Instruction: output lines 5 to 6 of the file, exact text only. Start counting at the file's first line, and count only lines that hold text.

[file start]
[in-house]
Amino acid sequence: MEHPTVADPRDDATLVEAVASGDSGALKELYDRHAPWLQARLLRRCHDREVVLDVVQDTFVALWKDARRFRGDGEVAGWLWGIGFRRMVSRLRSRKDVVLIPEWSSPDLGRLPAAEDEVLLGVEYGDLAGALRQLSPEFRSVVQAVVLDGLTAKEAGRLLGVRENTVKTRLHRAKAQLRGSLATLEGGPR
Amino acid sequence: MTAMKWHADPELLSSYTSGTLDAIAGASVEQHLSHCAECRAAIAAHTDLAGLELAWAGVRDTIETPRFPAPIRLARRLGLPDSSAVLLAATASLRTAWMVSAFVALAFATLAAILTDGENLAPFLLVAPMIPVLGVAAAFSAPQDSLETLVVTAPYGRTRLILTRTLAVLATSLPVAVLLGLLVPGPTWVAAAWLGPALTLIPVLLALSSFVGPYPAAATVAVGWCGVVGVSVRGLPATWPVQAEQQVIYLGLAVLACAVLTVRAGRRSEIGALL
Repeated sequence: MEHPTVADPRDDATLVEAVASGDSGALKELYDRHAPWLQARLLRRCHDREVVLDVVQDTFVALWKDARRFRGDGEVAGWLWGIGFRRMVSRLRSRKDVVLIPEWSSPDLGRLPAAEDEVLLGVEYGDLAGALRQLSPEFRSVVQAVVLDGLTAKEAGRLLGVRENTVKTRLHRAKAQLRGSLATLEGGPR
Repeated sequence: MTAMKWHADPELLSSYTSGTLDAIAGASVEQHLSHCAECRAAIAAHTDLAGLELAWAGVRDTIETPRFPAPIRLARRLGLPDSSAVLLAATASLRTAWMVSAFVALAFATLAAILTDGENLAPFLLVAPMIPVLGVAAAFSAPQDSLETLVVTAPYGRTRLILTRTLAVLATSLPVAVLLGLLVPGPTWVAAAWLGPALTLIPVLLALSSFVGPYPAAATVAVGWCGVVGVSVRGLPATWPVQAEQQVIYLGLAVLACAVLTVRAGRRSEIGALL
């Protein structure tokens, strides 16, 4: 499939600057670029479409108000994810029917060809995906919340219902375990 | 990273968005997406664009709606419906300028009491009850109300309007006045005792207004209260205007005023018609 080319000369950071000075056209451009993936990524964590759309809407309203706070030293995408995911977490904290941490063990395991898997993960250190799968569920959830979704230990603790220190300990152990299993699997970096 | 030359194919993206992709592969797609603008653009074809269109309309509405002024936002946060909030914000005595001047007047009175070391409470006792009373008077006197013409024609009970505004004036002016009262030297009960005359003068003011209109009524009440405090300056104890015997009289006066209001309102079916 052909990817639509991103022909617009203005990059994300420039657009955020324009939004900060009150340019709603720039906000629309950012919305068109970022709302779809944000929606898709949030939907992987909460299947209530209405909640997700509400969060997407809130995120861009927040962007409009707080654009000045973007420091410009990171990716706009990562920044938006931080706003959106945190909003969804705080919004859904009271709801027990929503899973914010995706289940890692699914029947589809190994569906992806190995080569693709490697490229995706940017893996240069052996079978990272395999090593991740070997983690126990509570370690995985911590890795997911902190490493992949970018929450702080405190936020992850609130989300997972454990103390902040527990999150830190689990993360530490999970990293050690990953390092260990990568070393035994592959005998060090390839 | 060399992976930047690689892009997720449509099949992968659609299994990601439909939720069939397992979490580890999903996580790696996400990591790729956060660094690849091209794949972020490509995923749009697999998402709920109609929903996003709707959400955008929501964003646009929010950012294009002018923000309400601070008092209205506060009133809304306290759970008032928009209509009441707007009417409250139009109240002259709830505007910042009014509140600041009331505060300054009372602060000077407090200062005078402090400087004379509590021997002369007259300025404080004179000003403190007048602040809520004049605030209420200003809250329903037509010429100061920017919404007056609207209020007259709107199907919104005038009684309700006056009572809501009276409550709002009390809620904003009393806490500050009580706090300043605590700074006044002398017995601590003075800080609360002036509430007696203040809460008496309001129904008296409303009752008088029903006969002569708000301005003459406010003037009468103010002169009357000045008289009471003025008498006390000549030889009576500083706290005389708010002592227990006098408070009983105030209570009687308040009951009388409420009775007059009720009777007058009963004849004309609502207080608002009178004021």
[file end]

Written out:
Repeated sequence: MTAMKWHADPELLSSYTSGTLDAIAGASVEQHLSHCAECRAAIAAHTDLAGLELAWAGVRDTIETPRFPAPIRLARRLGLPDSSAVLLAATASLRTAWMVSAFVALAFATLAAILTDGENLAPFLLVAPMIPVLGVAAAFSAPQDSLETLVVTAPYGRTRLILTRTLAVLATSLPVAVLLGLLVPGPTWVAAAWLGPALTLIPVLLALSSFVGPYPAAATVAVGWCGVVGVSVRGLPATWPVQAEQQVIYLGLAVLACAVLTVRAGRRSEIGALL
């Protein structure tokens, strides 16, 4: 499939600057670029479409108000994810029917060809995906919340219902375990 | 990273968005997406664009709606419906300028009491009850109300309007006045005792207004209260205007005023018609 080319000369950071000075056209451009993936990524964590759309809407309203706070030293995408995911977490904290941490063990395991898997993960250190799968569920959830979704230990603790220190300990152990299993699997970096 | 030359194919993206992709592969797609603008653009074809269109309309509405002024936002946060909030914000005595001047007047009175070391409470006792009373008077006197013409024609009970505004004036002016009262030297009960005359003068003011209109009524009440405090300056104890015997009289006066209001309102079916 052909990817639509991103022909617009203005990059994300420039657009955020324009939004900060009150340019709603720039906000629309950012919305068109970022709302779809944000929606898709949030939907992987909460299947209530209405909640997700509400969060997407809130995120861009927040962007409009707080654009000045973007420091410009990171990716706009990562920044938006931080706003959106945190909003969804705080919004859904009271709801027990929503899973914010995706289940890692699914029947589809190994569906992806190995080569693709490697490229995706940017893996240069052996079978990272395999090593991740070997983690126990509570370690995985911590890795997911902190490493992949970018929450702080405190936020992850609130989300997972454990103390902040527990999150830190689990993360530490999970990293050690990953390092260990990568070393035994592959005998060090390839 | 060399992976930047690689892009997720449509099949992968659609299994990601439909939720069939397992979490580890999903996580790696996400990591790729956060660094690849091209794949972020490509995923749009697999998402709920109609929903996003709707959400955008929501964003646009929010950012294009002018923000309400601070008092209205506060009133809304306290759970008032928009209509009441707007009417409250139009109240002259709830505007910042009014509140600041009331505060300054009372602060000077407090200062005078402090400087004379509590021997002369007259300025404080004179000003403190007048602040809520004049605030209420200003809250329903037509010429100061920017919404007056609207209020007259709107199907919104005038009684309700006056009572809501009276409550709002009390809620904003009393806490500050009580706090300043605590700074006044002398017995601590003075800080609360002036509430007696203040809460008496309001129904008296409303009752008088029903006969002569708000301005003459406010003037009468103010002169009357000045008289009471003025008498006390000549030889009576500083706290005389708010002592227990006098408070009983105030209570009687308040009951009388409420009775007059009720009777007058009963004849004309609502207080608002009178004021």